And now the spill in the Gulf is changing oil drilling in Norway--the effects really are global

06/08/2010 1:45 pm EST

Focus: STOCKS

Jim Jubak

Founder and Editor, JubakPicks.com

The ripples from the Deepwater Horizon disaster in the Gulf of Mexico have reached Norway.

Norwegian opponents to opening the fragile ecosystems around the Lofoten Island with their critical spawning grounds for cod to oil drilling are arguing that Norway needs to delay any decision until the country fully considers the lessons from uncontrolled oil release off the coast of Louisiana.

The oil industry estimates that there are 1.3 billion barrels of oil in the reserves around the islands. Production from those reserves will help offset declining production from Norway’s mature North Sea fields.

More is at stake that just those 1.3 billion barrels.

Norway resolved a longstanding ocean-border dispute with Russia in April. That plows the way for opening potential reserves in the icy Barents Sea and Arctic Ocean for exploration and development.

Norway already has some of the strictest oil drilling standards in the world—for example, its rules on blowout preventers would likely have resulted in an automatic shutdown of the Deepwater Horizon well—but the oil industry and its critics both acknowledge that oil exploration in the difficult to access and very stormy waters of the Arctic continental shelf present new and not fully understood challenges. With current technology a clean-up of a major spill in those waters is probably impossible.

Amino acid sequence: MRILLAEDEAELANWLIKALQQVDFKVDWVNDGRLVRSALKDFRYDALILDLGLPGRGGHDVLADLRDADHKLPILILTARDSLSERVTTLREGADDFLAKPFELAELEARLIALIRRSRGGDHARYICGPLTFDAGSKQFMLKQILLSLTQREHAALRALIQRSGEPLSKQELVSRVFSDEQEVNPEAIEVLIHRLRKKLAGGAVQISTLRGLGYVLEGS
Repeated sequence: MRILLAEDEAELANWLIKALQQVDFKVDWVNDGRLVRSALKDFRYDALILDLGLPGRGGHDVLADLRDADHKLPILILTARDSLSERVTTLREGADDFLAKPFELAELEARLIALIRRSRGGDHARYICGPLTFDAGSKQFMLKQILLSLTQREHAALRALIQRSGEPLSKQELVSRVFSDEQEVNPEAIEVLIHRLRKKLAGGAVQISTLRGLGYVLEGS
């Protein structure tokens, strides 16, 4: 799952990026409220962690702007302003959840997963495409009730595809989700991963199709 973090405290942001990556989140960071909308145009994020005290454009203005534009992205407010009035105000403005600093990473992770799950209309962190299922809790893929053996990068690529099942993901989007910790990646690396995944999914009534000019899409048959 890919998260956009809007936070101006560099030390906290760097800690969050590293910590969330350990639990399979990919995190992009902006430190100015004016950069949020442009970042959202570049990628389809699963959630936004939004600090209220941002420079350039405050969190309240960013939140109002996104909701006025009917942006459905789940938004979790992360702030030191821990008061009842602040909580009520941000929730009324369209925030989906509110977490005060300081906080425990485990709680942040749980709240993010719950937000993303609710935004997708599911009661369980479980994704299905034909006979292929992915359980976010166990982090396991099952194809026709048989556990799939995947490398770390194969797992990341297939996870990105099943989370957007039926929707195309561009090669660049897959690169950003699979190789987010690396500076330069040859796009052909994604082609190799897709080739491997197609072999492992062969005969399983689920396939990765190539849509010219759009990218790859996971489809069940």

The government of Prime Minister Jens Stoltenberg is divided over whether or not to open the Lofoten Islands area to development and has just begun to consider the problems raised by oil exploration in Arctic waters.

Way back in September 2009 I added Statoil (STO) to Jubak’s Picks because I thought that elections in Norway had raised the odds in favor of oil development in the Lofoten Islands and further north. I sold shares of Statoil when the entire oil sector was sent reeling by the Deepwater Horizon disaster and not because I had the foresight to see that what happened in the Gulf of Mexico would change drilling plans in Norway. But if I still held Statoil shares, I’d most certainly sell them now on this news. (For my original take on Arctic oil exploration by Statoil see my post http://jubakpicks.com/2009/09/23/buy-statoil-hydro-sto/ )

It’s just too hard to invest in oil stocks right now. The consequences of the Deepwater Horizon explosion and oil release are extremely difficult to anticipate.

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